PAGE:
The European Commission has set out a comprehensive package of measures to establish a new Energy Policy for Europe to combat climate change and boost energy security.
A ten-point action plan sets out a series of ambitious targets on greenhouse gas emissions and renewable energy, along with proposals to create a more competitive energy market across the economic bloc, and includes a report on the implementation by the Member States of the internal market for gas and electricity as well as the results of an enquiry of the state of competition; a plan of for priority interconnections to create a European grid; proposals to promote sustainable power generation from fossil fuels; a roadmap and other initiatives to promote renewables, and; an analysis of the situation of nuclear energy in Europe.
Based on the three central pillars of: a true internal energy market; accelerating the shift to low carbon energy; and energy efficiency, the mainstay of the new policy is a core objective for Europe to reduce greenhouse gas emissions by 20% by 2020 with the aim to increase this target to a 30% reduction by 2020 and 60-80% by 2050.
As part of its energy policy, the European Commission has adopted a Communication on how to sustainably generate power from fossil fuels with a focus on coal, along with technologies for carbon capture and storage. The EU intends to establish “a favourable regulatory framework for the development of these novel technologies,” as well as invest more in research. This year the Commission will begin to design a mechanism to stimulate the construction and operation by 2015 of up to 12 large-scale demonstrations of sustainable fossil fuel technologies in commercial power generation in the EU.
The Commission has also announced that it believes that by 2020 all new coal-fired plants should include CO2 capture and storage technologies and existing plants should then progressively follow the same approach.
The binding target of 20% of overall energy sourced from renewables by 2020 will require a massive growth in electricity, biofuels and heating and cooling, the EU says, with a minimum target for biofuels of 10%. In addition, a 2007 renewables legislative package will include specific measures to facilitate the market penetration of both biofuels and heating and cooling. Each Member State will be allowed the freedom to determine the best renewable energy mix for its own circumstances but will be required to establish National Action Plans outlining specific objectives and sectoral targets for each of the renewable energy sectors of electricity, biofuels and heating and cooling.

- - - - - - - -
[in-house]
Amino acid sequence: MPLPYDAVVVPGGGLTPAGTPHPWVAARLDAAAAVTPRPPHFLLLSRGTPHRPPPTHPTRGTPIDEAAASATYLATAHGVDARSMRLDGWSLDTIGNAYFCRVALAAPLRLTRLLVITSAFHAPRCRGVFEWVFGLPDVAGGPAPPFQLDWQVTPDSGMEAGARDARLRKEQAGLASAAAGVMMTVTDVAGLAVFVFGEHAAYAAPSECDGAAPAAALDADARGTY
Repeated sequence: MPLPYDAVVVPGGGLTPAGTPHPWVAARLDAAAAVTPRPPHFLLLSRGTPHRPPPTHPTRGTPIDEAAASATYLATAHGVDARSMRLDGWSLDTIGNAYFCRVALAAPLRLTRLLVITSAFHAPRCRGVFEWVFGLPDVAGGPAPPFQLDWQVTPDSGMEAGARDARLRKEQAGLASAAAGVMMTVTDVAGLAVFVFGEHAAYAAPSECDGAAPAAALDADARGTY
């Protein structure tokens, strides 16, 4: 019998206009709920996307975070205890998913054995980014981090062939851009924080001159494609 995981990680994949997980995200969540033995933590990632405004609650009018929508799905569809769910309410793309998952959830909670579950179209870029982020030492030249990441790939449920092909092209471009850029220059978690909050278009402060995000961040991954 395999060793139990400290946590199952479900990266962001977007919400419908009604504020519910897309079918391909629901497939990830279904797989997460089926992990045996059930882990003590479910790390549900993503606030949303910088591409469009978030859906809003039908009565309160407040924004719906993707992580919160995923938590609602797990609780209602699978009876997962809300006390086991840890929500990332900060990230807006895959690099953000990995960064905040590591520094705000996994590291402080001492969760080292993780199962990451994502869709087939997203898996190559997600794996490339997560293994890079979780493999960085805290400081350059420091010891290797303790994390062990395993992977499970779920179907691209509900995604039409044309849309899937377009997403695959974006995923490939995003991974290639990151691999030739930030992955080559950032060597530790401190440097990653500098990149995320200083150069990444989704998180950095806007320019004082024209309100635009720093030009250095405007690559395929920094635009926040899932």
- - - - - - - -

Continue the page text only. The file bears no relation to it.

The policy document followed the release of figures showing that the EU is almost on track in reaching its 2010 renewable electricity target of 21% of all electricity generated. Latest figures from the bloc show that the overall share of renewable electricity will reach 19% by 2010.
The European Union will also increase by at least 50% its annual spending on energy research for the next seven years and the Commission will annually invest approximately €1 billion between 2007 and 2013 in energy technology research and innovation, preparing the first European Strategic Energy Technology Plan in 2007 as part of this policy. As a first step in the right direction the Commission’s view is that the increased budgets for energy research and innovation of the 7th Framework Programmes – 50%, from €574M/year to €886M/year – as well as of the Intelligent Energy-Europe Programme – 100% to €100M/year – for the period 2007-2013, Member States and industry should at least match this commitment.
Regarding nuclear energy, the Commission has made it clear that it is for each member state to decide whether or not to rely on nuclear electricity. However, the Commission also recommends that where the level of nuclear energy reduces in the EU “this must be offset by the introduction of other low-carbon energy sources otherwise the objective of cutting greenhouse gas emissions will become even more challenging.” The document adds: “To meet the expected energy demand and to reduce European dependency on imports, decisions could be made on new investments or on the life extension of some plants.”
The package proposed by the Commission also includes an objective of saving 20% of total primary energy consumption by 2020 through stringent new energy efficiency standards, promotion of energy services, and specific financing mechanisms to support more energy efficient products. The plan emphasises the considerable potential for reducing losses in the generation, transmission and distribution of electricity with proposals for targeted instruments to improve the efficiency of both new and existing generation capacity and to reduce transmission and distribution losses.
EU energy commissioner Andris Piebalgs said: “If we take the right decisions now, Europe can lead the world to a new industrial revolution: the development of a low carbon economy. Our ambition to create a working internal market, to promote a clean and efficient energy mix and to make the right choices in research and development will determine whether we lead this new scenario or we follow others.”
Environment commissioner Stavros Dimas added: “On current projections, energy and transport policies would mean that rather than falling, EU emissions would increase by around 5% by 2030. With current trends and policies the EU’s energy import dependence will jump from 50% of total EU energy consumption today to 65% in 2030. In addition, the internal energy market remains incomplete which prevents EU citizens and the EU economy from receiving the full benefits of energy liberalisation.”
The Commission will now seek endorsement of the energy and climate change proposals during the Spring European Council and develop legislation in light of these discussions. More details may be found at http://europa.eu/press_room/presspacks/energy/index_en.htm